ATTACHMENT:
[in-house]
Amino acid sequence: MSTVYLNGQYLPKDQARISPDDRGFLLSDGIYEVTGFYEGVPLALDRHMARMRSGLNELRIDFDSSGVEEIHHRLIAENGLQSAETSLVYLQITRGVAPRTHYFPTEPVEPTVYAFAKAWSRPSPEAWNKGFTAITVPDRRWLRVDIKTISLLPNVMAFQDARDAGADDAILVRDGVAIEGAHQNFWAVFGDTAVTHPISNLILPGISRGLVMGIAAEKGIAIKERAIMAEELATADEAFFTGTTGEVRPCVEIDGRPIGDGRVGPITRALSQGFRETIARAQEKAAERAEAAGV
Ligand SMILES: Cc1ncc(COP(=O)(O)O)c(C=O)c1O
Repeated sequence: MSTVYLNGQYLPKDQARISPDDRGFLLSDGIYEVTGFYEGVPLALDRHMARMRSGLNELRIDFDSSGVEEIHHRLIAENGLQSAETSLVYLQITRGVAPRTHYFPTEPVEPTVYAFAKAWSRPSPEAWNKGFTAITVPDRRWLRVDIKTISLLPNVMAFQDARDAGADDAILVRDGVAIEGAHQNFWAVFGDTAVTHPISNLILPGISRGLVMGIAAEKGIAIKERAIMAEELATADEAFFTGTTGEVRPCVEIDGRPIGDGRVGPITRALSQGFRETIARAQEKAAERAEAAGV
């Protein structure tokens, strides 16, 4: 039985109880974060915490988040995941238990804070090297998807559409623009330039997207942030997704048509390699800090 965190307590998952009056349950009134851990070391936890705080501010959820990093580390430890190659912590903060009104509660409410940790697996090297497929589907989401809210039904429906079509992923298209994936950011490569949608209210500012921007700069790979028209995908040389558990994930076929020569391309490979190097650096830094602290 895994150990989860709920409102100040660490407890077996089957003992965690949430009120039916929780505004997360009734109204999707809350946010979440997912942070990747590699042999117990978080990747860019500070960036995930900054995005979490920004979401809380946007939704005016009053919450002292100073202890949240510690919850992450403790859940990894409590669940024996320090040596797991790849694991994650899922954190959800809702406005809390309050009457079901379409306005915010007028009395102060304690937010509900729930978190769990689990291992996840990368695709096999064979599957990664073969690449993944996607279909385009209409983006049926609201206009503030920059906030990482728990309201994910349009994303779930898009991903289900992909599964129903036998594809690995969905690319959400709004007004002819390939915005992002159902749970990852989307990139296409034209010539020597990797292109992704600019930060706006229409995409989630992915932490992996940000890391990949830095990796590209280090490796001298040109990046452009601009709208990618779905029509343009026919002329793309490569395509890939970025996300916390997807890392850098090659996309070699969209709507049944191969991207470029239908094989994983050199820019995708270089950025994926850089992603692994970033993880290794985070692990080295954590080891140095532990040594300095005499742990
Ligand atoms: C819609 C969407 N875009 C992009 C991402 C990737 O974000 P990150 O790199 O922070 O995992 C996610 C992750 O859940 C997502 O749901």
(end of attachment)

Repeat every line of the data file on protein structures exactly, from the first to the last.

[in-house]
Amino acid sequence: MSTVYLNGQYLPKDQARISPDDRGFLLSDGIYEVTGFYEGVPLALDRHMARMRSGLNELRIDFDSSGVEEIHHRLIAENGLQSAETSLVYLQITRGVAPRTHYFPTEPVEPTVYAFAKAWSRPSPEAWNKGFTAITVPDRRWLRVDIKTISLLPNVMAFQDARDAGADDAILVRDGVAIEGAHQNFWAVFGDTAVTHPISNLILPGISRGLVMGIAAEKGIAIKERAIMAEELATADEAFFTGTTGEVRPCVEIDGRPIGDGRVGPITRALSQGFRETIARAQEKAAERAEAAGV
Ligand SMILES: Cc1ncc(COP(=O)(O)O)c(C=O)c1O
Repeated sequence: MSTVYLNGQYLPKDQARISPDDRGFLLSDGIYEVTGFYEGVPLALDRHMARMRSGLNELRIDFDSSGVEEIHHRLIAENGLQSAETSLVYLQITRGVAPRTHYFPTEPVEPTVYAFAKAWSRPSPEAWNKGFTAITVPDRRWLRVDIKTISLLPNVMAFQDARDAGADDAILVRDGVAIEGAHQNFWAVFGDTAVTHPISNLILPGISRGLVMGIAAEKGIAIKERAIMAEELATADEAFFTGTTGEVRPCVEIDGRPIGDGRVGPITRALSQGFRETIARAQEKAAERAEAAGV
């Protein structure tokens, strides 16, 4: 039985109880974060915490988040995941238990804070090297998807559409623009330039997207942030997704048509390699800090 965190307590998952009056349950009134851990070391936890705080501010959820990093580390430890190659912590903060009104509660409410940790697996090297497929589907989401809210039904429906079509992923298209994936950011490569949608209210500012921007700069790979028209995908040389558990994930076929020569391309490979190097650096830094602290 895994150990989860709920409102100040660490407890077996089957003992965690949430009120039916929780505004997360009734109204999707809350946010979440997912942070990747590699042999117990978080990747860019500070960036995930900054995005979490920004979401809380946007939704005016009053919450002292100073202890949240510690919850992450403790859940990894409590669940024996320090040596797991790849694991994650899922954190959800809702406005809390309050009457079901379409306005915010007028009395102060304690937010509900729930978190769990689990291992996840990368695709096999064979599957990664073969690449993944996607279909385009209409983006049926609201206009503030920059906030990482728990309201994910349009994303779930898009991903289900992909599964129903036998594809690995969905690319959400709004007004002819390939915005992002159902749970990852989307990139296409034209010539020597990797292109992704600019930060706006229409995409989630992915932490992996940000890391990949830095990796590209280090490796001298040109990046452009601009709208990618779905029509343009026919002329793309490569395509890939970025996300916390997807890392850098090659996309070699969209709507049944191969991207470029239908094989994983050199820019995708270089950025994926850089992603692994970033993880290794985070692990080295954590080891140095532990040594300095005499742990
Ligand atoms: C819609 C969407 N875009 C992009 C991402 C990737 O974000 P990150 O790199 O922070 O995992 C996610 C992750 O859940 C997502 O749901």